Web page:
AUSTRALIA: Alasdair Foster, a curator, researcher, and writer who draws on an array of experiences from around the world, offers his perspective on photography – and where it’s going next. Interview by Alexander Strecker.
INTERNATIONAL: Impressions of Christmas and the New Year through the kaleidoscopic lens of artists from Asia, the Americas, Europe and Oceania.
NETHERLANDS: Knighted by the Dutch Government, Erwin Olaf has earned a world-wide reputation for his immaculately choreographed tableaux that subtly suggest the ultimate uncertainty of being.
UNITED KINGDOM: A forensic examination of plants, zoological specimens, snail trails or nylon stockings that finds poetry in precision and unexpected grandeur in the mundane.
LATIN AMERICA: Three Latino artists of Japanese heritage spend a month photographing in the Land of the Rising Sun. What will their images tell us about their identity?
LATINOAMÉRICA: Tres artistas latinoamericanos de origen japonés pasan un mes fotografiando la Tierra del Sol Naciente. ¿Qué nos dirán sus imágenes acerca de su identidad?
AUSTRALIA: A successful celebrity photographer discovers real inspiration nearer to home when he emigrates from London to make a new life in rural Western Australia.
UNITED KINGDOM: Throwing the paradoxes of the domestic environment into sharp relief, Sian Bonnell uses absurdity to critique the socially constructed role of women in the home.
NEW ZEALAND: Ilan Wittenberg’s extensive catalogue of Auckland men captures the uniqueness and imperfection that lays bare the inhumanity of commercially idealised masculinity.
USA: Employing the symbolic and physical qualities of water, Wendy Sacks makes photographs that speak of the complex nature of human relationships, both light and dark.
ARGENTINA: A nocturnal explorer who seeks to communicate the richness of everyday lives and the profound histories of ordinary people.
AUSTRALIA: With a subtle insistence, Marian Drew’s still-life and light-painting images question how we might inhabit and share the natural world in a sustainable and equitable way.
CHINA: Reflections on the meanings and value of family photo archives in traditional homes in Shanxi Province.
UNITED KINGDOM: A collaboration between identical twins drawing on the traditions of European folklore, Gothic Romance and Hollywood cinema, blending British whimsy with a darker psychological ambiguity that lends depth and complexity.
SWITZERLAND: Playing with the nature of visual perception, Dominique Teufen discovers the creative possibilities of the photocopier, photoflash, glossy photographic paper and grey paint.
AUSTRALIA: Rather than illustrating an idea, Christophe Canato’s images propose a paradox that animates questions around gender, sexuality and the transition from child to adult.
AUSTRALIA: The only Australian in the celebrated Magnum collective, Trent Parke’s work is acclaimed around the world for its innovation and originality.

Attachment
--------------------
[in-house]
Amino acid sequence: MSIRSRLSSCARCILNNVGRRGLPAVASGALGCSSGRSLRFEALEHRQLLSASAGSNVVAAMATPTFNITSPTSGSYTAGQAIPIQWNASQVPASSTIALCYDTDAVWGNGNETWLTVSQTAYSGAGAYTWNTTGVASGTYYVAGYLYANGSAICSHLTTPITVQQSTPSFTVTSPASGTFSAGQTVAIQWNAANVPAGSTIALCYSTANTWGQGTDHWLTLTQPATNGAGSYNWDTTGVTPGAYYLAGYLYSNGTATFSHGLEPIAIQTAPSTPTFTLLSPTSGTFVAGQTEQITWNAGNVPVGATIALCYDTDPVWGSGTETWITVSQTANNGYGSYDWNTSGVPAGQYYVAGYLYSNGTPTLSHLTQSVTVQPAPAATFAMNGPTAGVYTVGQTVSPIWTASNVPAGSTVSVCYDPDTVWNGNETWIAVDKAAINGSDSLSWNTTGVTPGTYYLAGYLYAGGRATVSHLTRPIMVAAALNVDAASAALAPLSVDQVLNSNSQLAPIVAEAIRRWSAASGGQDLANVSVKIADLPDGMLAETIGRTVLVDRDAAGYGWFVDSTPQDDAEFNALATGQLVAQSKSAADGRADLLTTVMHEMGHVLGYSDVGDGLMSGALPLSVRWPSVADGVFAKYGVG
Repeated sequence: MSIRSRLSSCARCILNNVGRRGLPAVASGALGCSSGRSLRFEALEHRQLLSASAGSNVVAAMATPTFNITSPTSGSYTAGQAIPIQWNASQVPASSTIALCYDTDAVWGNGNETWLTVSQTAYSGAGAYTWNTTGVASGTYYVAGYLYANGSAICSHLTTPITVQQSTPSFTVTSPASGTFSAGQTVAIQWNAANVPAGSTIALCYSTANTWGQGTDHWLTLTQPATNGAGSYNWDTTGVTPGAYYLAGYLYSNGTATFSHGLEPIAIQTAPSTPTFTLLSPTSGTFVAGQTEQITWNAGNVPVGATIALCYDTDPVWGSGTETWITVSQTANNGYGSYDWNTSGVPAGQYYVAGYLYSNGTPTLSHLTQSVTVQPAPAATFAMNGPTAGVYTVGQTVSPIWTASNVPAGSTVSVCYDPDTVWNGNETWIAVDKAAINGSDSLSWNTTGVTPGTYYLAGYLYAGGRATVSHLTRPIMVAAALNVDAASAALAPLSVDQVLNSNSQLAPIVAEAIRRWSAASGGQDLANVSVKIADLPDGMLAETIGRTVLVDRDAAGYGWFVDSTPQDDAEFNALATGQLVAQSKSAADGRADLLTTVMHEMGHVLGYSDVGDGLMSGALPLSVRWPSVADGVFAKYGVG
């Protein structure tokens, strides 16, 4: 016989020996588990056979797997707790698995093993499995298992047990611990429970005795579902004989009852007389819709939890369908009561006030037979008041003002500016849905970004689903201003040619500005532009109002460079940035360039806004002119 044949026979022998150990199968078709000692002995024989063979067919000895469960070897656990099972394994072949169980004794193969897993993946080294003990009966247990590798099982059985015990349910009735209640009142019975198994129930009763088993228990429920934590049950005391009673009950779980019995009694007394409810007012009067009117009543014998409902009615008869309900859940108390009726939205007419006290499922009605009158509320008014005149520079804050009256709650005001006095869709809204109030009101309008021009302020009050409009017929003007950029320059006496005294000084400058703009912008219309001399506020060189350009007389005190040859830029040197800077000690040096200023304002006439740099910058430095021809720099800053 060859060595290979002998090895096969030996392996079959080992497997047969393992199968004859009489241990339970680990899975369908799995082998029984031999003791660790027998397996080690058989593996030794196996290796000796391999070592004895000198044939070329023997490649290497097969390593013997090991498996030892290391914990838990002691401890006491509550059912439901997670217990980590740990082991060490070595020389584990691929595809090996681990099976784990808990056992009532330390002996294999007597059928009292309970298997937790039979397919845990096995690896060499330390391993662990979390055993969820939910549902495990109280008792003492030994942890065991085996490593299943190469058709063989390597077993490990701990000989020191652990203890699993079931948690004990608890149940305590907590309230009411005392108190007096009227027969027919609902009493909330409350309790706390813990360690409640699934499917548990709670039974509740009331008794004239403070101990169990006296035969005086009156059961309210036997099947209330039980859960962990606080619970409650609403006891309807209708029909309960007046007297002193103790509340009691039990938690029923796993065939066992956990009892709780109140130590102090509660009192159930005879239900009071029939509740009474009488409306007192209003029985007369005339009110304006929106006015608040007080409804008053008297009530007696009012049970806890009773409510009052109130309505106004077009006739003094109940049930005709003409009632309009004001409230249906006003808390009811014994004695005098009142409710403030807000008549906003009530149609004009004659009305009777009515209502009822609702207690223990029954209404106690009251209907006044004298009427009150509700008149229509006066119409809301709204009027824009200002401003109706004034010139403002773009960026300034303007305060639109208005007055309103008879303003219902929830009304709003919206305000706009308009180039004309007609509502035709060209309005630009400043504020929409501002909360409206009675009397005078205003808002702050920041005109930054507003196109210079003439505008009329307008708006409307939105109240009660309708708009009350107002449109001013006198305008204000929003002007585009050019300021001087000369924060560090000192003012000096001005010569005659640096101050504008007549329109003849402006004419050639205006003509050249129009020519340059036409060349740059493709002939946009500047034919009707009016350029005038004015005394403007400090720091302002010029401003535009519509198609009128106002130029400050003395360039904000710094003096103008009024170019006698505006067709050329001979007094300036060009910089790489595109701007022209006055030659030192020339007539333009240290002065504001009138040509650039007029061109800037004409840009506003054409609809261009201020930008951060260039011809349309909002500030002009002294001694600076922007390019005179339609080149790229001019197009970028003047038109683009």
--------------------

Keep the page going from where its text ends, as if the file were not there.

BELGIUM: Visual poetry, nature photography and digital design come together in Catherine Nelson’s transcendent landscapes to evoke the complexity of ecological equilibrium.
ITALY: Spending extended periods with poor and itinerant families, Ciro Battiloro discovers, beneath the domestic discomfort and social neglect, a tenacious humanity and a love that turns “despair into delicate sweetness”.
MEXICO: Dulce Pinzón creates latter-day visual fables that address real social issues: racial prejudice, low-paid workers, environmental damage.
USA: Kirk Crippens explores the tension between the American Dream of home and increasing precarity – gentrification, downsizing and foreclosure – but also the haven of the unorthodox.
AUSTRALIA: Pat Brassington exploits the legacies of Surrealism while subtly subverting those (primarily masculine) traditions with a clearly feminine and feminist inflection.
VENEZUELA: Images evoking the powerful mythologies of the indigenous peoples of the southern Americas that emphasise the interdependence of humankind and Nature.
USA: Ellen Jantzen uses digital imaging processes to synthesise a visual language through which to evoke the existential conundrums of our place in Nature and the impermanence of life.
GERMANY: Images that speak with quiet compassion of the impermanence that marks us out as human, and the dignity to be afforded to all, regardless of situation, apparent difference, or stage of life.
CANADA: Combining humour with cultural critique; history with psychology, Diana Thorneycroft constructs visual stories of the anxiety and contradiction embedded in the dark subsoil of Canadian national mythology.
ARGENTINA: An artist and inventor who builds cameras to capture both space and time: from brooding art deco architecture to mind-bending aerial imagery and the world’s longest continuous photographic negative.
AUSTRALIA: David Stephenson’s photographs are about very big ideas: the endless Antarctic icecap; the vastness of the heavens; the great domes of European architecture, and the luminous excesses of the modern metropolis.
USA: Few recent cultural initiatives have had more impact in the world of photography than Houston FotoFest, with its multi-layered approach to the medium as a means to an end and not just an end in itself.
AUSTRALIA: An artist painting with light to create richly coloured and emotionally intensified images of the natural and human worlds.
PORTUGAL: The long-running annual festival of photography in Braga takes a lively approach to integrating imagery and architecture, concept and conviviality that has sustained the engaging freshness that is the hallmark of event.
GUATEMALA: Luis González Palma’s grew up during thirty years of civil war, but while his images evoke sadness, they neither sentimentalise nor do they counsel despair. Rather they affirm the transcendent nature of the human spirit.
BANGLADESH: Asia’s longest-running photo festival, founded on a powerful vision of social justice and driven by a tenacious dynamism, it forms one arm of a tripartite structure including a news picture agency and a media school.
RUSSIA: A festival that engages the viewer in a rich visual dialogue made vibrant by its openhearted warmth, aesthetic vigour, and intelligent enthusiasm for the medium.
VIETNAM: Focusing on people at the margins of society, these relaxed domestic moments explore, without sensationalism, the intimate companionship that is a foundation of our shared human experience.
BRAZIL: a festival pioneering the use of screen-based technologies to reach out from the metropolitan art institutions to engage with communities in the poorest districts of the urban margins: to engage, to educate and to empower.
AUSTRALIA: Photography, digital montage and embroidery combine in images that draw the viewer into the often-disquieting aesthetic of dreams.
CAMBODIA: With a focus on discovery, education and sharing, this festival and workshop program provides a generous and egalitarian environment in which to learn new skills, exchange ideas and establish new friendships.